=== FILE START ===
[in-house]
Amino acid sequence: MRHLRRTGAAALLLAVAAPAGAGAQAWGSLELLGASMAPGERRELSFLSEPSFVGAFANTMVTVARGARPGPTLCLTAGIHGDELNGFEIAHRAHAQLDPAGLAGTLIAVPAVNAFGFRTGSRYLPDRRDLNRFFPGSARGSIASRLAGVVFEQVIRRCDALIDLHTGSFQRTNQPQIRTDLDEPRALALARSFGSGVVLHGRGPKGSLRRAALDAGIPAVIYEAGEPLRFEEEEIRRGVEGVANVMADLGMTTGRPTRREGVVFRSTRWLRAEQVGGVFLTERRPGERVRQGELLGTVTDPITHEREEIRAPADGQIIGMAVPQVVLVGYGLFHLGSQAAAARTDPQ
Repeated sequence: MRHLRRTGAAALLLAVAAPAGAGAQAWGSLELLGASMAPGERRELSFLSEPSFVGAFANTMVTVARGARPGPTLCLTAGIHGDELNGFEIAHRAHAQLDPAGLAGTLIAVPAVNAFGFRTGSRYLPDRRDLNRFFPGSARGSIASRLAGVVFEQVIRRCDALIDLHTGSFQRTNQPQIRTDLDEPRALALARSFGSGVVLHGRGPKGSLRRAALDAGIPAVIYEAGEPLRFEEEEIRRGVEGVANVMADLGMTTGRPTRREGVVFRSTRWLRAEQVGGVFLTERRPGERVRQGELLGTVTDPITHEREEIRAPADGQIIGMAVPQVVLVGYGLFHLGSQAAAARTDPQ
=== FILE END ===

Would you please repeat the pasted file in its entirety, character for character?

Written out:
[in-house]
Amino acid sequence: MRHLRRTGAAALLLAVAAPAGAGAQAWGSLELLGASMAPGERRELSFLSEPSFVGAFANTMVTVARGARPGPTLCLTAGIHGDELNGFEIAHRAHAQLDPAGLAGTLIAVPAVNAFGFRTGSRYLPDRRDLNRFFPGSARGSIASRLAGVVFEQVIRRCDALIDLHTGSFQRTNQPQIRTDLDEPRALALARSFGSGVVLHGRGPKGSLRRAALDAGIPAVIYEAGEPLRFEEEEIRRGVEGVANVMADLGMTTGRPTRREGVVFRSTRWLRAEQVGGVFLTERRPGERVRQGELLGTVTDPITHEREEIRAPADGQIIGMAVPQVVLVGYGLFHLGSQAAAARTDPQ
Repeated sequence: MRHLRRTGAAALLLAVAAPAGAGAQAWGSLELLGASMAPGERRELSFLSEPSFVGAFANTMVTVARGARPGPTLCLTAGIHGDELNGFEIAHRAHAQLDPAGLAGTLIAVPAVNAFGFRTGSRYLPDRRDLNRFFPGSARGSIASRLAGVVFEQVIRRCDALIDLHTGSFQRTNQPQIRTDLDEPRALALARSFGSGVVLHGRGPKGSLRRAALDAGIPAVIYEAGEPLRFEEEEIRRGVEGVANVMADLGMTTGRPTRREGVVFRSTRWLRAEQVGGVFLTERRPGERVRQGELLGTVTDPITHEREEIRAPADGQIIGMAVPQVVLVGYGLFHLGSQAAAARTDPQ